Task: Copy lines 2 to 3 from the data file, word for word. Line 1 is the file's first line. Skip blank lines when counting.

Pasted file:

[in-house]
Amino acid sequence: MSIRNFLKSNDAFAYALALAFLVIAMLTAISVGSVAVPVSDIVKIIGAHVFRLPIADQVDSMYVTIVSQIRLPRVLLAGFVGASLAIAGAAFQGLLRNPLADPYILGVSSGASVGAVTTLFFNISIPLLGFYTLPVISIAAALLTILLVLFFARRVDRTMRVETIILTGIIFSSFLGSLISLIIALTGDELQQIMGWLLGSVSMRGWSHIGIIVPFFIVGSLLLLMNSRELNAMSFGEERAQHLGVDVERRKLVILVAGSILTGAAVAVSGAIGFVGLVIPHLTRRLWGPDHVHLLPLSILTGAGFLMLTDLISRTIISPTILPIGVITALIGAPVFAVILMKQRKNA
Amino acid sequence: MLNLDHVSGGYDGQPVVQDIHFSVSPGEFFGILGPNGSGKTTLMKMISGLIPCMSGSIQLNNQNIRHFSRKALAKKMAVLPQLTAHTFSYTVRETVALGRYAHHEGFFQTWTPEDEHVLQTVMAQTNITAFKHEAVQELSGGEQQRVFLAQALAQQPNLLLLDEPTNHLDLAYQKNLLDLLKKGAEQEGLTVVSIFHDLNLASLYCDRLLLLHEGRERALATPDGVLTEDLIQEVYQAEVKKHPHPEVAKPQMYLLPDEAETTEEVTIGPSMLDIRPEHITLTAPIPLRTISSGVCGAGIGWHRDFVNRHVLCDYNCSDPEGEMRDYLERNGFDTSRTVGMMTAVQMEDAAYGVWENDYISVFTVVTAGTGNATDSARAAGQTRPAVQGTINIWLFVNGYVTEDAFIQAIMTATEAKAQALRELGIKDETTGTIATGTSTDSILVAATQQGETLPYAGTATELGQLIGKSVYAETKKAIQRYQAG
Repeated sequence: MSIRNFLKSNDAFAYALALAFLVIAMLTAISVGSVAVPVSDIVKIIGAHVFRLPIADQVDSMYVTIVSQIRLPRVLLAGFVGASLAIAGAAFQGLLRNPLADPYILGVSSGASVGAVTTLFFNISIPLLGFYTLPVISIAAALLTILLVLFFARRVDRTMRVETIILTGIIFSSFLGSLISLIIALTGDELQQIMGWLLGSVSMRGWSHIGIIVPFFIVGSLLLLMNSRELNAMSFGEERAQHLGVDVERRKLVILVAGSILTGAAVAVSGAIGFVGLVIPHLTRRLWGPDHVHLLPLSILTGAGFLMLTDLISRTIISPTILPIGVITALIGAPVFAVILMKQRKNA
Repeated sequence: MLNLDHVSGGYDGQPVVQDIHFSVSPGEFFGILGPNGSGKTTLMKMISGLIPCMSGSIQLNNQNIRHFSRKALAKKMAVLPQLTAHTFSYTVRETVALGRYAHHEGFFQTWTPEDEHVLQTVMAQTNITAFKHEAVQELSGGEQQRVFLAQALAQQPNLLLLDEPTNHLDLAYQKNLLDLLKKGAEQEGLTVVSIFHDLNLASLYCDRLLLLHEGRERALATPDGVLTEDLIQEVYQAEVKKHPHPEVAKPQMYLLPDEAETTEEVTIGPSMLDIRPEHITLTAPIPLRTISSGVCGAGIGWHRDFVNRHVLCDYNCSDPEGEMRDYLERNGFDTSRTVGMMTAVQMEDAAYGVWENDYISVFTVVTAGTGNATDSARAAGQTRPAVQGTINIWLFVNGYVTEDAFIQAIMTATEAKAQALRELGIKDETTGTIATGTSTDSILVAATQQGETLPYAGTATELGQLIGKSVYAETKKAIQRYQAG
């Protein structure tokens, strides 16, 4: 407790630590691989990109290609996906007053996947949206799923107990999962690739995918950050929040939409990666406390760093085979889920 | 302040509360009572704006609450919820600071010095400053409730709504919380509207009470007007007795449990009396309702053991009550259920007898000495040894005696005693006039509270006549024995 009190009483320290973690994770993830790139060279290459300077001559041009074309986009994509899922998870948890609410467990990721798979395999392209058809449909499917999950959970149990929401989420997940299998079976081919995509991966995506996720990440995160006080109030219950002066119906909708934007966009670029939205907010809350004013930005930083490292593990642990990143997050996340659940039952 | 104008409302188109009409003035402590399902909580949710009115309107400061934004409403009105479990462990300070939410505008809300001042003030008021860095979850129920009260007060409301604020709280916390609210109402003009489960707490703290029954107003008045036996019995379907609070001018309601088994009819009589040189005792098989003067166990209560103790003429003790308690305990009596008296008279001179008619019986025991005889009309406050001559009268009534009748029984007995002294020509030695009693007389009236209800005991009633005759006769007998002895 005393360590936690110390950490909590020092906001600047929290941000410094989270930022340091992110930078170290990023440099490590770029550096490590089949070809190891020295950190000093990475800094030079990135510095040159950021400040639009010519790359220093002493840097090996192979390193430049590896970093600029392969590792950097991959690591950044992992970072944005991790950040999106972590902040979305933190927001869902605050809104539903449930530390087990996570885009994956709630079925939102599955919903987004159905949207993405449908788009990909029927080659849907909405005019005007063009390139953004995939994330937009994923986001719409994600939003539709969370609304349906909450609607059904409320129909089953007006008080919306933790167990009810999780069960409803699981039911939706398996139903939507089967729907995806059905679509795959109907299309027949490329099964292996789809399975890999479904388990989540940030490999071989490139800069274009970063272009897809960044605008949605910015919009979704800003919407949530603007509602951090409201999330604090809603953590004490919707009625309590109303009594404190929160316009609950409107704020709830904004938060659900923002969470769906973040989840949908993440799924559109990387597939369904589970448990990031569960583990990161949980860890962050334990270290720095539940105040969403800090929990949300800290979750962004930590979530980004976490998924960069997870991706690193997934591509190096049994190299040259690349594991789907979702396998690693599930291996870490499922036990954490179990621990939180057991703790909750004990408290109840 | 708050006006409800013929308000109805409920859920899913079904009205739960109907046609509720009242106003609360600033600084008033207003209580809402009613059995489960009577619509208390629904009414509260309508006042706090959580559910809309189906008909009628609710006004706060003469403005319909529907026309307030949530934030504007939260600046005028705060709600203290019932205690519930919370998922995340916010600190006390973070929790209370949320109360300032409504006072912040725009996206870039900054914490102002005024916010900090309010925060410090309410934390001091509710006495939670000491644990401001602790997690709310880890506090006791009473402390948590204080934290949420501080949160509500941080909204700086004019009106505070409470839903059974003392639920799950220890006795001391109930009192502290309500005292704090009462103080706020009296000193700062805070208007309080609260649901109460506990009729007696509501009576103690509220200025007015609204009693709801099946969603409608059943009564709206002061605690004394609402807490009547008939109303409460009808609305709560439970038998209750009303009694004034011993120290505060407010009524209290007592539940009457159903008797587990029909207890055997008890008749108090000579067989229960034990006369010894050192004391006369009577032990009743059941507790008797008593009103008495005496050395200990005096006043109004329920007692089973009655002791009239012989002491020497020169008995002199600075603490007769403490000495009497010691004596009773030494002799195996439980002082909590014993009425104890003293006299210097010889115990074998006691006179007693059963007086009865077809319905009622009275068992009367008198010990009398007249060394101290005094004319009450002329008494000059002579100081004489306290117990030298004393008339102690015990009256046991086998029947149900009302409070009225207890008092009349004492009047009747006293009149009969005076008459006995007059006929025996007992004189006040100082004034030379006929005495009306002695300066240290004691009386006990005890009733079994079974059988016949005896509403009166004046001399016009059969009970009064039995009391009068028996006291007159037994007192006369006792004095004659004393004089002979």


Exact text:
Amino acid sequence: MSIRNFLKSNDAFAYALALAFLVIAMLTAISVGSVAVPVSDIVKIIGAHVFRLPIADQVDSMYVTIVSQIRLPRVLLAGFVGASLAIAGAAFQGLLRNPLADPYILGVSSGASVGAVTTLFFNISIPLLGFYTLPVISIAAALLTILLVLFFARRVDRTMRVETIILTGIIFSSFLGSLISLIIALTGDELQQIMGWLLGSVSMRGWSHIGIIVPFFIVGSLLLLMNSRELNAMSFGEERAQHLGVDVERRKLVILVAGSILTGAAVAVSGAIGFVGLVIPHLTRRLWGPDHVHLLPLSILTGAGFLMLTDLISRTIISPTILPIGVITALIGAPVFAVILMKQRKNA
Amino acid sequence: MLNLDHVSGGYDGQPVVQDIHFSVSPGEFFGILGPNGSGKTTLMKMISGLIPCMSGSIQLNNQNIRHFSRKALAKKMAVLPQLTAHTFSYTVRETVALGRYAHHEGFFQTWTPEDEHVLQTVMAQTNITAFKHEAVQELSGGEQQRVFLAQALAQQPNLLLLDEPTNHLDLAYQKNLLDLLKKGAEQEGLTVVSIFHDLNLASLYCDRLLLLHEGRERALATPDGVLTEDLIQEVYQAEVKKHPHPEVAKPQMYLLPDEAETTEEVTIGPSMLDIRPEHITLTAPIPLRTISSGVCGAGIGWHRDFVNRHVLCDYNCSDPEGEMRDYLERNGFDTSRTVGMMTAVQMEDAAYGVWENDYISVFTVVTAGTGNATDSARAAGQTRPAVQGTINIWLFVNGYVTEDAFIQAIMTATEAKAQALRELGIKDETTGTIATGTSTDSILVAATQQGETLPYAGTATELGQLIGKSVYAETKKAIQRYQAG